Meanwhile, Ways and Means Republicans have been asking questions about the royalties AARP receives for endorsing Medicare supplemental insurance, or Medigap, plans. Republicans allege that AARP stands to benefit from the law as seniors replace their Medicare Advantage plans for Medigap coverage.
"The facts show AARP no longer operates like a seniors' advocacy organization; instead it more closely resembles a for-profit insurance company," Ways and Means health subcommittee chairman Wally Herger (D-Calif.) said.
AARP chief executive Barry Rand took issue with the GOP's characterizations on Friday.
He pointed out that Republicans' "investigation" consists mostly of documents publicly available on AARP's website. And he testified that AARP's royalties from endorsing insurance products serve to keep members' dues low — $16 a year — and support the association's mission of helping seniors.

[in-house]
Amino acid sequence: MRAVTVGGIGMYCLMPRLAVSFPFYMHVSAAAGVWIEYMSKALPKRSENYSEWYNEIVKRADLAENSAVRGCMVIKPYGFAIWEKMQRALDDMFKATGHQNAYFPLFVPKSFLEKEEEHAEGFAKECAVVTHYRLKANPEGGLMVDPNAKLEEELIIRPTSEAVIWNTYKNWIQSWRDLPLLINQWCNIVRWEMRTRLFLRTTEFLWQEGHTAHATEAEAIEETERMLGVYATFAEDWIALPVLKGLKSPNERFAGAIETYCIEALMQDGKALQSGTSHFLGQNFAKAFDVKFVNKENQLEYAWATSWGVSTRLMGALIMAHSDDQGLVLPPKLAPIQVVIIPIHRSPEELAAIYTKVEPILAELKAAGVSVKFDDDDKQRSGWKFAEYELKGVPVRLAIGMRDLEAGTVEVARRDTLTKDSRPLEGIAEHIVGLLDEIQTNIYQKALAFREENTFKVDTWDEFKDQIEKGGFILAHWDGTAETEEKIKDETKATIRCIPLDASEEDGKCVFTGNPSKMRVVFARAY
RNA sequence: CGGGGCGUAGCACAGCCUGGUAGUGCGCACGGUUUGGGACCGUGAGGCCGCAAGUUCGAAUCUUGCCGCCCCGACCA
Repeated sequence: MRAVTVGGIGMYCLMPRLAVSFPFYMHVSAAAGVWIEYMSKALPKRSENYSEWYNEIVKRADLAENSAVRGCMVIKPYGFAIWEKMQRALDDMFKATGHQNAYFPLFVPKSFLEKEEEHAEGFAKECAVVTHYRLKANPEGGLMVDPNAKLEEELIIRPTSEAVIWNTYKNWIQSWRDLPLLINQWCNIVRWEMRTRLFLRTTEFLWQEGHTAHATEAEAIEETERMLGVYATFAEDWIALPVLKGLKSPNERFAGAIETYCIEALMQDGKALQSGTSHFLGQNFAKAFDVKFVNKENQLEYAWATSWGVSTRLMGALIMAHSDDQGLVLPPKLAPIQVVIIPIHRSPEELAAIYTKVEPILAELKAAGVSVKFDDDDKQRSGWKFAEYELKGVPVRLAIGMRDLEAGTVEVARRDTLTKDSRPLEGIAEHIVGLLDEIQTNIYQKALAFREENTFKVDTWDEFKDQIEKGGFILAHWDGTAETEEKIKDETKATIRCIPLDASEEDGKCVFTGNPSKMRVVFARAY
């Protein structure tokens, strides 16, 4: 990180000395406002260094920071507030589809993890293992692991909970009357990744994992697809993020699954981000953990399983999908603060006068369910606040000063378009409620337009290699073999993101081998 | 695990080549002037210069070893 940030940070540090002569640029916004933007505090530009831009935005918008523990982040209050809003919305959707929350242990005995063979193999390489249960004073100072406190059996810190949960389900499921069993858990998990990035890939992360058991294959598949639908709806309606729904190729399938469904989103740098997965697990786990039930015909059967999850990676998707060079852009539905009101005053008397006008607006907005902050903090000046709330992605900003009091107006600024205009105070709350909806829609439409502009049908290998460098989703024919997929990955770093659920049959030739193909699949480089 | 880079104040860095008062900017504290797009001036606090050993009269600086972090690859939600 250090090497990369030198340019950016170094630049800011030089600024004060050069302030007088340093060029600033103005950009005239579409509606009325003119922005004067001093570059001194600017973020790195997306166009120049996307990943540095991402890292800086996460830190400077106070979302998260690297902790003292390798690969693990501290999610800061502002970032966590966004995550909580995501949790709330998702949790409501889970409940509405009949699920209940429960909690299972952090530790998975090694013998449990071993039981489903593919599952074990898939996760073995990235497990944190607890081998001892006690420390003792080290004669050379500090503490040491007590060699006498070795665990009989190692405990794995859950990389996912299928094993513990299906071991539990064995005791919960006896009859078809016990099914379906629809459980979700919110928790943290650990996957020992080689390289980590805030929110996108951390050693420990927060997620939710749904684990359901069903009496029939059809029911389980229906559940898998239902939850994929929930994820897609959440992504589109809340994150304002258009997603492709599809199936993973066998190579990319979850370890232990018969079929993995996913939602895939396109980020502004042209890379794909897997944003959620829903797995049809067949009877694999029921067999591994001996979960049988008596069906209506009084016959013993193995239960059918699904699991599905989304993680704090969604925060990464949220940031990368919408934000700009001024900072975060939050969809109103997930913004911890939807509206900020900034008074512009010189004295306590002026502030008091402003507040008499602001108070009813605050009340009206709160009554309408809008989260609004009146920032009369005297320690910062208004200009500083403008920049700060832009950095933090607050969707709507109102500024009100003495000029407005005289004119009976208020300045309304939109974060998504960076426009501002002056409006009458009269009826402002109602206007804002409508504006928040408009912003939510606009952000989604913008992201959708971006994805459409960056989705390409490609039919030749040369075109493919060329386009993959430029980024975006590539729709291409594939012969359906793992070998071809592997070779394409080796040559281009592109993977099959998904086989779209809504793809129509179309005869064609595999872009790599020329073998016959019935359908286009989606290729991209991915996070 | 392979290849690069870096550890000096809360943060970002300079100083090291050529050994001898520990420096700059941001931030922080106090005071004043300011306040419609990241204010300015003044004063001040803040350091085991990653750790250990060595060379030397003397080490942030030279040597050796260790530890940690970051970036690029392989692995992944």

"We also reject the conclusion that we are not good stewards of our non-profit status," Rand said. "The revenue that AARP receives from lending its name to products and services goes directly to fulfilling our mission and serving people 50-plus.”